We’re honored to start off this month by marking a very special milestone: the 100th anniversary of the founding of the U.S. Navy Reserve. In celebration of this centennial year, the Chief of the Navy Reserve, Vice Admiral Robin Braun, reflects on the organization’s history, the contributions of its men and women in every major conflict since World War I, and how it has evolved to best serve the Navy and the nation. While reminding us of the key role the Reserve played during the 20th century, she especially highlights the valuable missions it has performed since 9/11, such as homeland defense, logistics support, combat casualty care, and filling individual augmentee billets across all military specialties. Reserve Seabees were among the first troops to arrive in Afghanistan in late 2001, and several Reserve aviation units made numerous deployments in support of Operations Enduring and Iraqi Freedom. As Vice Admiral Braun observes, “The Navy Reserve will celebrate its rich heritage and legacy as it embarks on a second century of service—providing trained and ready forces to the Navy where and when it matters.”
Each year at this time, we pose a question to the commanders of navies worldwide. In light of international security developments in 2014, we wondered what change in their state’s security situation they see most impacting naval operations and force-posture requirements. We also asked them to weigh in on the role of naval partnerships. A shared sentiment among commanders from Benin to Brazil is that demands on navies will only increase in the coming years and that managing the complex maritime-security environment requires pooling of resources and capabilities. As the commander of the Colombian Navy succinctly noted, “Today, no one navy can singlehandedly respond efficiently to the diversity of threats and challenges of the maritime domain.” And of course it wouldn’t be the March issue of Proceedings without Eric Wertheim’s masterful annual offering, “World Navies in Review,” a detailed, country-by-country, region-by-region rundown of global naval developments. As always, a highly informative piece from the editor of The Naval Institute Guide to Combat Fleets of the World.
Does the U.S. Navy have a public awareness problem? Do the American people truly appreciate what their Fleet does for them every day? While the newest commercials targeting potential recruits are a great improvement over previous offerings, the service still has difficulty reaching the general population, for which it is often “out of sight, out of mind.” In this issue, the Naval Institute Press’ director of professional publishing, retired Navy Lieutenant Commander Thomas J. Cutler, sounds an alarm that the Navy has a crisis on its hands, and the time has come to do something about it. He maintains that the American public needs to be taught about naval strategy so that those taxpayers will buy into the fact that the nation needs its Navy, and it is worth the money we pay for it. He even proposes having the Chief of Naval Operations appear on late-night television and enlisting the help of celebrities to spread the good word. A sound naval strategy, he writes, “empowers the nation to achieve its policy goals without having to resort to conflict at sea or on land through power projection.”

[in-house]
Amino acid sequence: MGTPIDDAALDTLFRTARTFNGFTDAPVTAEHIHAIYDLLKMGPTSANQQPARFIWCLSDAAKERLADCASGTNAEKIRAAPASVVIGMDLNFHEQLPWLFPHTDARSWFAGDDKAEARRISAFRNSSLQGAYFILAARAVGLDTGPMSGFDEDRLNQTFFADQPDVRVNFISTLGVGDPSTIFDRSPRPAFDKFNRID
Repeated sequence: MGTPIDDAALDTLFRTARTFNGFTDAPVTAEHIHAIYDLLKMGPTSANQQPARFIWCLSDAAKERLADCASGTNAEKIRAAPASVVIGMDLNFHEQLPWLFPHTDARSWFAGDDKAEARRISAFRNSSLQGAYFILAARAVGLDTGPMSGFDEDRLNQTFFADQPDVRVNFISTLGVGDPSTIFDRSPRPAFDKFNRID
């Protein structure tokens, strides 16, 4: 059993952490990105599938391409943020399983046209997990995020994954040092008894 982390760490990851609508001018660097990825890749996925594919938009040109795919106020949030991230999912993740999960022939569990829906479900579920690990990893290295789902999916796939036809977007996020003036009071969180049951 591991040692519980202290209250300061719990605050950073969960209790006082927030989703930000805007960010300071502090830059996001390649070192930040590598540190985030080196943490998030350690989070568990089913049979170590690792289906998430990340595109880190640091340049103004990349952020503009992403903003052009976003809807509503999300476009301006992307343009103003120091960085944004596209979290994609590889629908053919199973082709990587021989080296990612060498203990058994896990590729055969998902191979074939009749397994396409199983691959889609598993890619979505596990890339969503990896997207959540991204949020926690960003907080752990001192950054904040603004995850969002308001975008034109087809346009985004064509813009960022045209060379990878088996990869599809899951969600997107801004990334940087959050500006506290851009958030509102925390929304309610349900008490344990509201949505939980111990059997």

But no matter how sound the strategy, it will be toothless without the proper forces to execute it. Retired Navy Captain Robert C. Rubel offers his assessment of what Navy leaders must do to preserve the service’s longtime trademark forward presence as the number of ships in the Fleet continues to dwindle. In the process, he warns against trying “to reconcile difficult dilemmas via creative semantics” and believes that “some straight talk on forward presence” is needed lest planners “fool themselves into thinking particular force levels can do things they really cannot.”
It is our great pleasure to announce the Naval Institute’s 2014 Authors of the Year for Proceedings, Naval History, and the Naval Institute Press. Proceedings has selected Captain Arthur H. Barber III, U.S. Navy (Retired), as its Author of the Year for his articles “Rethinking the Future Fleet” (May) and “We Must Own Access” (December). Captain Barber has a long and distinguished Navy career, first on active duty as a surface warfare officer and subsequently as a Senior Executive Service civilian. He was most recently the Navy’s chief capability analyst as the Deputy Director of the Chief of Naval Operations’ Assessment Division.
Charles E. Brodine Jr. has been chosen as Naval History’s Author of the Year for his article “War Visits the Chesapeake” (October), which brought the War of 1812 in the Chesapeake Bay theater to life. The Naval Institute Press has named Captain Bernard Cole, U.S. Navy (Retired), as its Author of the Year for his collection of work, The Great Wall at Sea: China’s Navy Enters the Twenty-First Century (First and Second Editions, 2001 and 2010, respectively) and Asian Maritime Strategies: Navigating Troubled Waters (2013). The Great Wall at Sea was selected for the CNO’s Navy Reading Program. Captain Cole teaches at the National War College in Washington, D.C. Bravo Zulu to all our winners!
Paul Merzlak, Editor-in-Chief